One might argue that there were in fact two emigrations, largely separate and distinct. There was the arrival and settlement of thousands of Russians who could claim Jewish ancestry. They came to begin a new life, to pursue prosperity and freedom for themselves and their families. They were true immigrants, in the sense that they had left the Soviet Union forever, with little thought of ever returning. Most settled with the help of Jewish relief organizations in and around major metropolitan areas in the Untied States. The largest group settled in the New York area, and many of those in the Brighton Beach area of Brooklyn. This group of immigrants was characterized by a generally high level of education and literacy. Even as they struggled with language and a search for employment equal to their professional qualifications, their children began integrating into the melting pot of American society.
There was a second group of intellectuals, primarily writers or human rights advocates, some expelled from the Soviet Union, such as Joseph Brodsky, Valery Chalidze (Валерий Чалидзе) and Alexander Solzhenitsyn (Александр Солженицын). Scholars who have focused on this group date the real beginning to 1966 with the departure of Valery Tarsis (Валерий Тарсис). Others were permitted to leave because of their Jewish heritage. Many of these writers settled in France, Germany, Great Britain, Israel or Switzerland where opportunities for publishing presented themselves. A significant group of writers settled in America, where they continued to write almost exclusively in Russian for their countrymen, primarily behind the borders of the Soviet Union, but also for those in the West. This group as a whole never embraced the West or its culture, dreamed and hoped for a return of themselves or their works to their native Russia, and with time those who survived did indeed return.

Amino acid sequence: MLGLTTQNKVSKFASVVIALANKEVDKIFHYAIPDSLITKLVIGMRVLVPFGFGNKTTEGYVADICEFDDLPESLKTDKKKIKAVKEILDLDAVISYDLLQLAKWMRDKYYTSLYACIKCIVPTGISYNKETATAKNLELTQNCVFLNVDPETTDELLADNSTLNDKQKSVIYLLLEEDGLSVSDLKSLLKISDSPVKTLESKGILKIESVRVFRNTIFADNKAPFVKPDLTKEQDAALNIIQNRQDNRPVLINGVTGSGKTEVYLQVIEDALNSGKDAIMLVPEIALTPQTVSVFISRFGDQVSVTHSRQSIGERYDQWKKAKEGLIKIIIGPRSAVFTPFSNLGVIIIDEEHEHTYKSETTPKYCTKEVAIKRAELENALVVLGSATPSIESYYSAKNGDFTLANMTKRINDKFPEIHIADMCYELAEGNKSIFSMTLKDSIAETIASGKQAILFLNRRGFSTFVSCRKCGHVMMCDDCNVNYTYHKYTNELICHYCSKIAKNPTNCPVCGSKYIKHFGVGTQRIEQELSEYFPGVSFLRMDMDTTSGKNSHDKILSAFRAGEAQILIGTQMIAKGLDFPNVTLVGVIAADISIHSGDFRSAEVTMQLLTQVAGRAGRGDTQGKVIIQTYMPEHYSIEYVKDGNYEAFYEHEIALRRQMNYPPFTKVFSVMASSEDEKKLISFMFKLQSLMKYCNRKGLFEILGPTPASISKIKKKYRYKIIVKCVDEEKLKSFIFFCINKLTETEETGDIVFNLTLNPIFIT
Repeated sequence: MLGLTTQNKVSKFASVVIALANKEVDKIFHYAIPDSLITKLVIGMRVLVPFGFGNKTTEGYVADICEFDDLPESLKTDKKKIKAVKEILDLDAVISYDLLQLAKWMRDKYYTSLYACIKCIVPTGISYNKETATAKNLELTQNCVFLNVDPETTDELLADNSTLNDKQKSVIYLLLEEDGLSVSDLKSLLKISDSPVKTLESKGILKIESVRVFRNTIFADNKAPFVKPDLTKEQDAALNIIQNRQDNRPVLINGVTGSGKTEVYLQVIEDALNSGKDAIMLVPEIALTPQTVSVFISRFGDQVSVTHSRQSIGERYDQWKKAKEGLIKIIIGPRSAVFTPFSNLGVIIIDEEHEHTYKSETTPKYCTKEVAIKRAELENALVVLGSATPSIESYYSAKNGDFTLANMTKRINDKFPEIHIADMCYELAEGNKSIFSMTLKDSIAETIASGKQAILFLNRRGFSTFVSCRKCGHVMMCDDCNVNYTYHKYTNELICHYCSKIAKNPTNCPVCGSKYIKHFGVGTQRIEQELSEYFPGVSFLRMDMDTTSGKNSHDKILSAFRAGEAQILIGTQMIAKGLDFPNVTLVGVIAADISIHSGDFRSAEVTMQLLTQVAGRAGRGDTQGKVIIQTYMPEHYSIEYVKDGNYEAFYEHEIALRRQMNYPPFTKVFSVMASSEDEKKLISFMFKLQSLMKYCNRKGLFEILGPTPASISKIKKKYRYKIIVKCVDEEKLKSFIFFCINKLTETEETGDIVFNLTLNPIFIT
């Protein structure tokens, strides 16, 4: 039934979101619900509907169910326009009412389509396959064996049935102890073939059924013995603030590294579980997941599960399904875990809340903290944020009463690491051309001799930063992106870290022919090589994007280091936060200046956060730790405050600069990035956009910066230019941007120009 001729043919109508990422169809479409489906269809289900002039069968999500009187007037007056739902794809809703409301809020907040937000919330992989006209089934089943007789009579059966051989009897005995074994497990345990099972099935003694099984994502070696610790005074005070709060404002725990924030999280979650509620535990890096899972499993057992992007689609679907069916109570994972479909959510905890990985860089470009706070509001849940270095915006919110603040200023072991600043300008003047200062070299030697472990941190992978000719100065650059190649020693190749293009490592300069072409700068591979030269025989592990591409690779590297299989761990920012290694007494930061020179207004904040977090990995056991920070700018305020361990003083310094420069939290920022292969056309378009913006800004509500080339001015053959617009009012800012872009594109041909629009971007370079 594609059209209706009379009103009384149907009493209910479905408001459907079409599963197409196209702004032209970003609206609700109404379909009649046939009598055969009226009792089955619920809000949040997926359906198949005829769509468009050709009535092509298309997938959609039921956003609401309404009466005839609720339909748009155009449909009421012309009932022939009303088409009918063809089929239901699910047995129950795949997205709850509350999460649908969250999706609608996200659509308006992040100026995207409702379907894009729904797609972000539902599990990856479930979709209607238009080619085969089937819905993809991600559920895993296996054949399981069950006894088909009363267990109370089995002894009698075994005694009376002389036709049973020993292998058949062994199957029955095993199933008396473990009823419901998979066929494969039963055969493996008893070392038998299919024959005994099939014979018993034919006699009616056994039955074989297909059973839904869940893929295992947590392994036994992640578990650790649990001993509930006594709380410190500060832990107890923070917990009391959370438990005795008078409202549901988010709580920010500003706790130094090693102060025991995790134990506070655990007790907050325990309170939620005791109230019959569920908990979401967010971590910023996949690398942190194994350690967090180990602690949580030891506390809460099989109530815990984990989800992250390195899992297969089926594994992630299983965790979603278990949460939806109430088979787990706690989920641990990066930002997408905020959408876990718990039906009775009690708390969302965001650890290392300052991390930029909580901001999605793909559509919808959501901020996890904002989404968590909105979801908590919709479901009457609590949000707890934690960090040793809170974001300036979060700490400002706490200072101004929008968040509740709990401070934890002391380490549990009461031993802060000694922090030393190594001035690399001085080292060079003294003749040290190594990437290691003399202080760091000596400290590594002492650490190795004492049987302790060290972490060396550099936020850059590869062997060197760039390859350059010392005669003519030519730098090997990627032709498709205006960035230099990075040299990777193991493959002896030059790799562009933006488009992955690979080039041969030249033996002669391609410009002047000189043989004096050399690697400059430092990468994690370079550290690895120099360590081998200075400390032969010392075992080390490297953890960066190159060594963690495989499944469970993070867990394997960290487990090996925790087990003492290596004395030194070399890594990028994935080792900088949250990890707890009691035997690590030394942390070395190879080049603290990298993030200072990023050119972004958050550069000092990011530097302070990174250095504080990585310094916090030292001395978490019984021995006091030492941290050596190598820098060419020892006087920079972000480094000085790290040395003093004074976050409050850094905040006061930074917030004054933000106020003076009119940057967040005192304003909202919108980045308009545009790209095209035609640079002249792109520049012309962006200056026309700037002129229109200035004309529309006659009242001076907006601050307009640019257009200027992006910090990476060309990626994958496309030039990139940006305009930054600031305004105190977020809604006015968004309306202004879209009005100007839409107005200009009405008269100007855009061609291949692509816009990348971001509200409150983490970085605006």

In both cases, this new "Third Wave" found little in common with earlier emigrations. Products of the Soviet Union, its systems of education, social services and employment, atheistic or Jewish as opposed to Russian Orthodox, they represented for earlier generations, the so-called First and Second waves, a completely different set of values. Even linguistically they were distinct because of this Sovietness from earlier Russians in America.
One might compare the aspirations of the writers of the Third Wave with those of the First Wave described by Ivan Bunin (Иван Бунин) in his speech on "The Mission of the Russian Emigration." Unlike earlier Russian emigres who believed in the words of Merezhkovsky (Мережковский) that they had been sent "не в изгнании, а в послании" [not in exile, but on a mission], this Third Wave had few illusions, and like Western scholars failed to foresee how soon and how rapidly the Soviet Empire would crumble.